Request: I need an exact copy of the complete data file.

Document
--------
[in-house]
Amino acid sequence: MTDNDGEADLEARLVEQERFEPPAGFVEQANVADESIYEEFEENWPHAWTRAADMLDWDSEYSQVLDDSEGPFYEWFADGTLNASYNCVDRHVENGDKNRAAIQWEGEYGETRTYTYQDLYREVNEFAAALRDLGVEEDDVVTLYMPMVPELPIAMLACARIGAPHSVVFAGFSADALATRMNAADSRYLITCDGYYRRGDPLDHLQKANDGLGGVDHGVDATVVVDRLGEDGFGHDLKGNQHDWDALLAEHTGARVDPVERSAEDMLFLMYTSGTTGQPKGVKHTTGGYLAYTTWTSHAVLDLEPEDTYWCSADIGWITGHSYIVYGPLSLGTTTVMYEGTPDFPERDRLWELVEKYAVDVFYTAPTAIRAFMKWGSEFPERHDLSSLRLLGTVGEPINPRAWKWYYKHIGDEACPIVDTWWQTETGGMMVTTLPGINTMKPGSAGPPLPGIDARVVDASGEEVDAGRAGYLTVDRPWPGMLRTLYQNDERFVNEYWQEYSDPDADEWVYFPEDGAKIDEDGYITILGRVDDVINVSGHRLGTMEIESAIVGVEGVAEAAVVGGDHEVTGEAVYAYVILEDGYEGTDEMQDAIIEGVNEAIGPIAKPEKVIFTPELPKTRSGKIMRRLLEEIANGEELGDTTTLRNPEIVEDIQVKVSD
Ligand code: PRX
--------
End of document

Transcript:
[in-house]
Amino acid sequence: MTDNDGEADLEARLVEQERFEPPAGFVEQANVADESIYEEFEENWPHAWTRAADMLDWDSEYSQVLDDSEGPFYEWFADGTLNASYNCVDRHVENGDKNRAAIQWEGEYGETRTYTYQDLYREVNEFAAALRDLGVEEDDVVTLYMPMVPELPIAMLACARIGAPHSVVFAGFSADALATRMNAADSRYLITCDGYYRRGDPLDHLQKANDGLGGVDHGVDATVVVDRLGEDGFGHDLKGNQHDWDALLAEHTGARVDPVERSAEDMLFLMYTSGTTGQPKGVKHTTGGYLAYTTWTSHAVLDLEPEDTYWCSADIGWITGHSYIVYGPLSLGTTTVMYEGTPDFPERDRLWELVEKYAVDVFYTAPTAIRAFMKWGSEFPERHDLSSLRLLGTVGEPINPRAWKWYYKHIGDEACPIVDTWWQTETGGMMVTTLPGINTMKPGSAGPPLPGIDARVVDASGEEVDAGRAGYLTVDRPWPGMLRTLYQNDERFVNEYWQEYSDPDADEWVYFPEDGAKIDEDGYITILGRVDDVINVSGHRLGTMEIESAIVGVEGVAEAAVVGGDHEVTGEAVYAYVILEDGYEGTDEMQDAIIEGVNEAIGPIAKPEKVIFTPELPKTRSGKIMRRLLEEIANGEELGDTTTLRNPEIVEDIQVKVSD
Ligand code: PRX